Sunday, June 10, 2018

Thoughts on Thriving and Suffering Behind Walls

In my book, Dear Teachers, I wrote the following essay focusing on the walls students construct. I felt the need to look at it again today in regards to the everyday living of all people. You, me...everyone.

"April- Week 34- The Heart Within

“No man for any considerable period can wear one face to himself and another to the multitude, without finally getting bewildered as to which may be the true.”
- Nathaniel Hawthorne

Faces are walls. Barricades. Facades.

We all build them from time to time and to varying degrees. It feels safer to hide.

Some of the students we meet have epic skills in this, honed by years of experience. It is perhaps the teacher’s most challenging task to massage these walls and tease out the mortar and stones that have been used from abject need. We all want to survive; for many, a constructed face is an effective, if crude, way to do that. We do it as field triage in moments of hardship and necessity. Unfortunately, it’s a pattern of behavior that can be carried into and throughout adulthood, affecting all facets of our lives along the way.

If we hide long enough, the act becomes the actor’s reality. The effective cocoon clasped so tightly around the genuine heart may eventually suffocate the very thing we sought to protect in the first place. We are then left a weakened shell, like an oak whose heartwood has been consumed.

That authentic heart is the unique and golden center of Self. It deserves the freedom to feel the sun’s full warmth."

After the essay, I ask the reader to consider what is at their heart and what sorts of walls have they put up. As part of my book follow-up that I did over the course of last school year, I wrote this essay in reflection, entitled The Heart Within:

"I just finished writing a big essay on my main blog, called Spring and the Death of Denial. It was in response to a fantastic conversation on a philosophical radio program called On Being. Now, I’m hopping back into Dear Teachers, and am struck by how this week’s essay, the last of the April focus on what’s really there, connects to that.

When we don’t want people to see who and what we really are, we throw up defenses. When we don’t trust the people that surround us, we again build barriers. Within those walls, we are one thing. Outside of those walls, we are something else.

To grow, we first have to admit the walls exist within all of us. They come from our families and traditions. From our own pasts. From our own needs. From our own fears.

In this week’s essay, the image from Marlene that I chose was a close-up of a lily in full bloom. The center of that flower is bright yellow, while the outer edges are a deep red, trimmed in that same golden hue. We don’t get to see the full complexity of that bloom until it really opens up. How can we get ourselves blooming like that? How can we get each one of our students to bloom like that?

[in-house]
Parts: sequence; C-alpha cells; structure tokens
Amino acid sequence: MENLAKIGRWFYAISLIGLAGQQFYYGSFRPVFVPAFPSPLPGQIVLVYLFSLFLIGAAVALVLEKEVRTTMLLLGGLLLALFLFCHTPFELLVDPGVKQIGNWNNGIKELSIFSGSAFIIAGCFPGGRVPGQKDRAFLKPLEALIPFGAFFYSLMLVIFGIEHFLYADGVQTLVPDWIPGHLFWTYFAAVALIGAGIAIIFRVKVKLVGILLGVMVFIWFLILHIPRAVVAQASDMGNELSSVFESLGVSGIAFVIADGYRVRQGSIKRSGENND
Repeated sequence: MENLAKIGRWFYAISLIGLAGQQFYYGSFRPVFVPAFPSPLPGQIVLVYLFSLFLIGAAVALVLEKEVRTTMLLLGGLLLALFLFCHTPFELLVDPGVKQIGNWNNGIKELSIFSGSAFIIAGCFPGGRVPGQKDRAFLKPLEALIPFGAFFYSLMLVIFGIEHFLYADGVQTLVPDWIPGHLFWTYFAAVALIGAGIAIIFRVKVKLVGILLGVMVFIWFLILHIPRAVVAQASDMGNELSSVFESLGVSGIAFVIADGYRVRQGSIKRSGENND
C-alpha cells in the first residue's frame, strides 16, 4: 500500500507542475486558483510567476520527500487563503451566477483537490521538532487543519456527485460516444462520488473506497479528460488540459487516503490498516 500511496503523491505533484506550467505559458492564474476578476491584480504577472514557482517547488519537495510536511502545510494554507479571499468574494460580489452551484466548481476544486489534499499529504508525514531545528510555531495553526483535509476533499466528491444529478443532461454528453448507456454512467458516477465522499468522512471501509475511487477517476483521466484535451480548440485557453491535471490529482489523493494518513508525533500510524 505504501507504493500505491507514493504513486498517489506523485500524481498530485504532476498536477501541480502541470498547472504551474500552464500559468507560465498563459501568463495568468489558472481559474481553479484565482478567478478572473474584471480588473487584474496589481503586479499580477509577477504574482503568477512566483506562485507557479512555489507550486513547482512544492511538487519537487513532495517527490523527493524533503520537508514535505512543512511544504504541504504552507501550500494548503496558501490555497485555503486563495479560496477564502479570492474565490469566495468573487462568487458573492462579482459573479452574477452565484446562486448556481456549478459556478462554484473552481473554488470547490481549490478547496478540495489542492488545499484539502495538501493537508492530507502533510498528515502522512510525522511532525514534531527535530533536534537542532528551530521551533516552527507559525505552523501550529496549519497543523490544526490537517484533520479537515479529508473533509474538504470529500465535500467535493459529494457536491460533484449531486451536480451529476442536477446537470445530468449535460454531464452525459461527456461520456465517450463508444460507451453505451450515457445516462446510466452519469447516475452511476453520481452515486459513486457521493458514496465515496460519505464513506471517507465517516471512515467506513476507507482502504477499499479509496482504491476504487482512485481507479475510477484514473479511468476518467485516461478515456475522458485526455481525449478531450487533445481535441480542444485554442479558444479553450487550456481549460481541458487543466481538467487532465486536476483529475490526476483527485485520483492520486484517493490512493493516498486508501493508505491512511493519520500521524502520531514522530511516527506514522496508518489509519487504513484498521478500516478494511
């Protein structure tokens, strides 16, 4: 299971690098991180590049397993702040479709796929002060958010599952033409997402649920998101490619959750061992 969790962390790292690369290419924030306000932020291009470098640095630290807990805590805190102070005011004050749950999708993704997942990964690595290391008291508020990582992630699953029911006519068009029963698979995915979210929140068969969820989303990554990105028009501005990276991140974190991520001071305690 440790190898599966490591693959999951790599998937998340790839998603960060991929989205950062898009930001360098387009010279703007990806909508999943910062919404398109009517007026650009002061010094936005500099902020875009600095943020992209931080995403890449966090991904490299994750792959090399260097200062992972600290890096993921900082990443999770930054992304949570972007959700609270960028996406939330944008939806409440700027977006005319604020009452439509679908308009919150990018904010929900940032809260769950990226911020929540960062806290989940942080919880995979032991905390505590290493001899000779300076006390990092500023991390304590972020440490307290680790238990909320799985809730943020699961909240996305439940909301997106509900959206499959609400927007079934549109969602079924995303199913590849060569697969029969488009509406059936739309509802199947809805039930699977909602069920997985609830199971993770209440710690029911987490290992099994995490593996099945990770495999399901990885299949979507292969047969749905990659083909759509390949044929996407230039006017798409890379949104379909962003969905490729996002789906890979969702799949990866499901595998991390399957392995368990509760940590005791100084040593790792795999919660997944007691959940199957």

The walls that separate us from both our true selves and from each other have to come down.

I wrote, “If we hide long enough, the act becomes the actor’s reality.”. By that I meant that every single one of us is affected by all these walls we build. If I don’t reach out beyond the walls I was born into or have built myself, I miss out on understanding the real beauty of both myself and others. Others miss out on my gifts. We both are lessened. We’re like the bud in the background of Marlene’s shot: there, but not yet gorgeously exposed.

As Rev. williams pointed out in her talk, this work is hard. Sitting with who and what we really are is tough. But, in my mind, it’s critical to getting our world’s garden to really bloom."

The Nathaniel Hawthorne quote claims that no one can truly lie to themselves to the very end. From our perspective, some people appear to never sway from their own sense of reality, safely encapsulated within their constructed fortresses. I find solace in Rev. angel Williams kyoto’s thoughts that even the “winners” in unfair situations are suffering from the very systems they’ve benefited from and cultivated. Those behind castle walls are not truly free. I can see such truth, if begrudgingly, in that.

My thoughts and writing here came from a hopeful opinion that we all start from a child-like, wonder-filled place. It’s what we face from madly ego-driven minds that damages and alienates us. If society is set up to support the child-like spirit, the need for walls will get less and less. If we set things up to allow all hearts to bloom, we will all benefit.

To reach a place where the child-like can thrive will require extremely hard work. Some have begun, and the tools are out there for all to pick up.

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